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Wednesday, February 28, 2018 1:00 am

General Assembly

Bill addresses councilman's dilemma

Armstrong could keep seat and job now under county

DAVE GONG and NIKI KELLY | The Journal Gazette

INDIANAPOLIS – A measure being offered in the Indiana Senate would allow Allen County Councilman Bob Armstrong to serve out his elected term even though he's also a county employee.

He was faced with choosing between his job or his elected office under a law passed last year by the General Assembly.

“I think it's just fair, because it's no fault of my own that this happened to me,” Armstrong said.

“At least somebody at the Statehouse had the courage to look into what was going on.”

That person was Sen. Liz Brown, R-Fort Wayne, who has authored the amendment for House Bill 1233.

“It was an unintended consequence,” she said of the law. “It's only fair.”

Fort Wayne Senate President Pro Tem David Long also said lawmakers are trying to help Armstrong avoid an inadvertent consequence.

Late last year, Allen County commissioners voted to dissolve the independent Solid Waste Management District where the 58-year-old Armstrong has worked for 10 years, bringing it under the county's umbrella.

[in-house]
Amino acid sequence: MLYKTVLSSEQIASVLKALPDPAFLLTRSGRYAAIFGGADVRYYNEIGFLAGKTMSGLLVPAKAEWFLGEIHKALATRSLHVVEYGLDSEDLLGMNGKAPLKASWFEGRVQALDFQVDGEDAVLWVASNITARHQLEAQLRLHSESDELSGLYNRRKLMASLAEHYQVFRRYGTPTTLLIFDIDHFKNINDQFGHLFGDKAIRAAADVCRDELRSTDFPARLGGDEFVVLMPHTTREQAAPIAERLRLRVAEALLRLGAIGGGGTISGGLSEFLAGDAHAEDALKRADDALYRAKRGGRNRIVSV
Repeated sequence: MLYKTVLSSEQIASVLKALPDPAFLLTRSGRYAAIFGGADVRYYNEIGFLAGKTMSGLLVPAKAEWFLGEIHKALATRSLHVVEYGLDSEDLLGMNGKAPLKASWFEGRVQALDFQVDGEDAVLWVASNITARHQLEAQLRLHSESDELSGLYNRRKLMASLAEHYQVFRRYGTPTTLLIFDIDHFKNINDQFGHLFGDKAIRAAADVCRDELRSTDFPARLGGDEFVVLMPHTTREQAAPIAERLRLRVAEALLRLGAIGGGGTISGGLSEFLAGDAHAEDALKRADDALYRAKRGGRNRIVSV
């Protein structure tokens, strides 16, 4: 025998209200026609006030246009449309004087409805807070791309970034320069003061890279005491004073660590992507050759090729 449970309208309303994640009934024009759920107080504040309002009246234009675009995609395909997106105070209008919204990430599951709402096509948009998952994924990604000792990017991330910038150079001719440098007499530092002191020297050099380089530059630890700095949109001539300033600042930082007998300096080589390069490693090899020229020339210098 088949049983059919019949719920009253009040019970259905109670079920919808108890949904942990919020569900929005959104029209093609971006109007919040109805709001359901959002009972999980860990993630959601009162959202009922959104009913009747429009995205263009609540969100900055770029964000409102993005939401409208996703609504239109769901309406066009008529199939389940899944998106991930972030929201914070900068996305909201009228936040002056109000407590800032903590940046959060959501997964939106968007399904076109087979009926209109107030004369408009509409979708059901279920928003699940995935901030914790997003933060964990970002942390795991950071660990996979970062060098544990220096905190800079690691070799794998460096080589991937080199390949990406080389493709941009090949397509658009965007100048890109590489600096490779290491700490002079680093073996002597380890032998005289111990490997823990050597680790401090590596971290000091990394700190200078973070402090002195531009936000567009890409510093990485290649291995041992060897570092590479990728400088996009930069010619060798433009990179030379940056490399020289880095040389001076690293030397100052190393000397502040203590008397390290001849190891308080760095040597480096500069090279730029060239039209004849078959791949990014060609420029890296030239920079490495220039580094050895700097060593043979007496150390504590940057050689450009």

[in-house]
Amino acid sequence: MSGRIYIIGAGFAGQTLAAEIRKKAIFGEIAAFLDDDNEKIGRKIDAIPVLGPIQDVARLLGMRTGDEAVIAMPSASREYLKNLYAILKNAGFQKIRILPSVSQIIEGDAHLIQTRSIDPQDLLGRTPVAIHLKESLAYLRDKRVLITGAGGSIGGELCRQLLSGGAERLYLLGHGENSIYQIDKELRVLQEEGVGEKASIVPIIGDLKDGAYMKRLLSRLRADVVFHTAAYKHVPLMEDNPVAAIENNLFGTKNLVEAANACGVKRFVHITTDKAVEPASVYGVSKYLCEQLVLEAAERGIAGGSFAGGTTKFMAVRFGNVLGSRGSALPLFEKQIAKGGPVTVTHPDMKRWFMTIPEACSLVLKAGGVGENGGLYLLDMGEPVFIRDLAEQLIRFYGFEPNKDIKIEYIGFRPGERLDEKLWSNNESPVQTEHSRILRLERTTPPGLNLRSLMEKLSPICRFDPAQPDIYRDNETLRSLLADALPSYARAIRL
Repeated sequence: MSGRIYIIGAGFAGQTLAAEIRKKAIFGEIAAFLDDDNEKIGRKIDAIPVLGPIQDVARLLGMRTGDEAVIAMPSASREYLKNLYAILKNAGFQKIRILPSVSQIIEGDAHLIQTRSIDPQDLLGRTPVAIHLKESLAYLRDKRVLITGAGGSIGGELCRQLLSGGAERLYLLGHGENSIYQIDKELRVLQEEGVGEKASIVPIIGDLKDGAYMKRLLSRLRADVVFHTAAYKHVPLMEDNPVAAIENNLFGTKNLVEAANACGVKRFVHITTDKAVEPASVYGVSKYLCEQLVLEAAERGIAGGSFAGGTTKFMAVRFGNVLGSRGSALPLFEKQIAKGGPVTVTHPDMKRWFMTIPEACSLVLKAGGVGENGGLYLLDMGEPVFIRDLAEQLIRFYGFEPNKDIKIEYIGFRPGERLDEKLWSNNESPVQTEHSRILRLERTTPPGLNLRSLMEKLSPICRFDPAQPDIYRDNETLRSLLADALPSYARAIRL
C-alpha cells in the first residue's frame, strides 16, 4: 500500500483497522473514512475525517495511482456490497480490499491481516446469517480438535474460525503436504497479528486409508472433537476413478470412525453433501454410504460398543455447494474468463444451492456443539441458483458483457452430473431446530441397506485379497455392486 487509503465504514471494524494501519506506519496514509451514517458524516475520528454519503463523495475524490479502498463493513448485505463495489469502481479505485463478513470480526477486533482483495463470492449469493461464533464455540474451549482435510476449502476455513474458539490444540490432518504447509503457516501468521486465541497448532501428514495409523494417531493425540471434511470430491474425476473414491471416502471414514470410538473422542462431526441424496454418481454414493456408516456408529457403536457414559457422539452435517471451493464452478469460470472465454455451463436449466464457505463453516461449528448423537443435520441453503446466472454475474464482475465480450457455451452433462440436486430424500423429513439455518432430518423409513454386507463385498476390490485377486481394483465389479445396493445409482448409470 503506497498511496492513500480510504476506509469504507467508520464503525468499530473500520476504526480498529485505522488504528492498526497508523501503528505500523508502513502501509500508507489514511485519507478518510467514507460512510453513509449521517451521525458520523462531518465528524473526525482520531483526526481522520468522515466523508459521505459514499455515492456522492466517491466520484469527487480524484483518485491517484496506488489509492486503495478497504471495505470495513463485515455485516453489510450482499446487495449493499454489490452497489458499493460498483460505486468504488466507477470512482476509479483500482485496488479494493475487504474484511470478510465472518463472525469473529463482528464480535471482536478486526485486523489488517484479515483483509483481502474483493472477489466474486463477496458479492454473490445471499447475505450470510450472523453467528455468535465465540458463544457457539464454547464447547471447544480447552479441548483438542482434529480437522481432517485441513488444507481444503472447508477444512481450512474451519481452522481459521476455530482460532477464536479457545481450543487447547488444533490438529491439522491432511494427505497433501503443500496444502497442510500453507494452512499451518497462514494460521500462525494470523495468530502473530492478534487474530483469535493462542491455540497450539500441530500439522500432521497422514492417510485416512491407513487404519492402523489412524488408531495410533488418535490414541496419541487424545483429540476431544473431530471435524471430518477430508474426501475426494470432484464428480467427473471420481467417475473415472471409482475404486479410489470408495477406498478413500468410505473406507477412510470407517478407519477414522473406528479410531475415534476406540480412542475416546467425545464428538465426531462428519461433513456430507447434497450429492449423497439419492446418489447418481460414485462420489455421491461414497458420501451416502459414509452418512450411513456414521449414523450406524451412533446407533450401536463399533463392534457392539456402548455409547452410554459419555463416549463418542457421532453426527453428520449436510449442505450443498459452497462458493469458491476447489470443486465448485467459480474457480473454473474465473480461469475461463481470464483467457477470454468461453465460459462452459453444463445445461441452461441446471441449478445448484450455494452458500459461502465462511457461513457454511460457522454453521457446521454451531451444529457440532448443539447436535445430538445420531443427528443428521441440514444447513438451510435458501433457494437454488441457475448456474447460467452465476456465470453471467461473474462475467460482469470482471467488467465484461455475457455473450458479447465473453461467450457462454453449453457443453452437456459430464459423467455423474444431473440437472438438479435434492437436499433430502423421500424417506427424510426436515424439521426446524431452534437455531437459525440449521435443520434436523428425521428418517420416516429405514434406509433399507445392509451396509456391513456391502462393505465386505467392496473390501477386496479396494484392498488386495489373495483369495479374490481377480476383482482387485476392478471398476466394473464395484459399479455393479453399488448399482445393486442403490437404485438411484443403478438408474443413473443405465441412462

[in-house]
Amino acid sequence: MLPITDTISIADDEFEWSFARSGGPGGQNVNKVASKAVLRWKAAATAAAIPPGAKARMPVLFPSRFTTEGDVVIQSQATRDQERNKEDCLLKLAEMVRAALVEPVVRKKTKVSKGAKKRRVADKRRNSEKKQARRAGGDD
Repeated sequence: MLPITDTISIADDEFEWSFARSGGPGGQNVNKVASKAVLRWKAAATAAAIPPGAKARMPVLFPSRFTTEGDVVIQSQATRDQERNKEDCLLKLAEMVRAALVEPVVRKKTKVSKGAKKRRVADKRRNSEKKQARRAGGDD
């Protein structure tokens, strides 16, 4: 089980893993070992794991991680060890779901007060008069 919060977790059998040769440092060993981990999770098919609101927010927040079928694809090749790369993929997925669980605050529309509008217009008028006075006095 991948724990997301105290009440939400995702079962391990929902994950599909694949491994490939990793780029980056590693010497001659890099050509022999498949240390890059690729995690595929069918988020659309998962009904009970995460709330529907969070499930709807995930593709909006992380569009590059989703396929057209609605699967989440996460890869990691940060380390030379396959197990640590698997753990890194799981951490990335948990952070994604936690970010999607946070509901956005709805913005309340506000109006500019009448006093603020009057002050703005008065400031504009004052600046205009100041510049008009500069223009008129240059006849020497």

A change to state law allowed counties to make such a change.

That means that after Thursday, Armstrong will be bound by a separate state statute stipulating that public employees can't serve on elected boards that determine their departments' budgets.

He pointed to former Fort Wayne City Councilman Marty Bender, who is a deputy chief with the Fort Wayne Police Department. Bender announced he would not seek re-election in 2015.

Bender, who was first elected to the City Council in 2007, made his announcement ahead of a change to state law that barred public safety employees from holding elected positions in the cities where they work. Because Bender was already sworn in when the law changed, he was allowed to carry out the remainder of his term.

Armstrong said he has always abstained from any vote on Allen County Council that pertains to the Solid Waste Management District and has never failed to file conflict-of-interest paperwork with county officials.

And he said he doesn't plan to seek a fourth term in 2020.

Kyle Kerley, a Republican, finished second last year to Justin Busch in the Republican Party caucus for the late County Councilman Roy Buskirk's seat. Kerley said he understands the rationale of letting Armstrong finish his term since that is the previously used precedent.

“It's the right thing to do because that's how the law was applied in the past and it was originally put into effect, but as somebody who follows politics closely, sometimes it seems they take extraordinary measures to pass bills that ultimately affect a very small minority of people. In this case it's one person,” Kerley said.

“It's the right thing to do, but from a 10,000-foot view, what could our state reps be using our time better on?”

nkelly@jg.net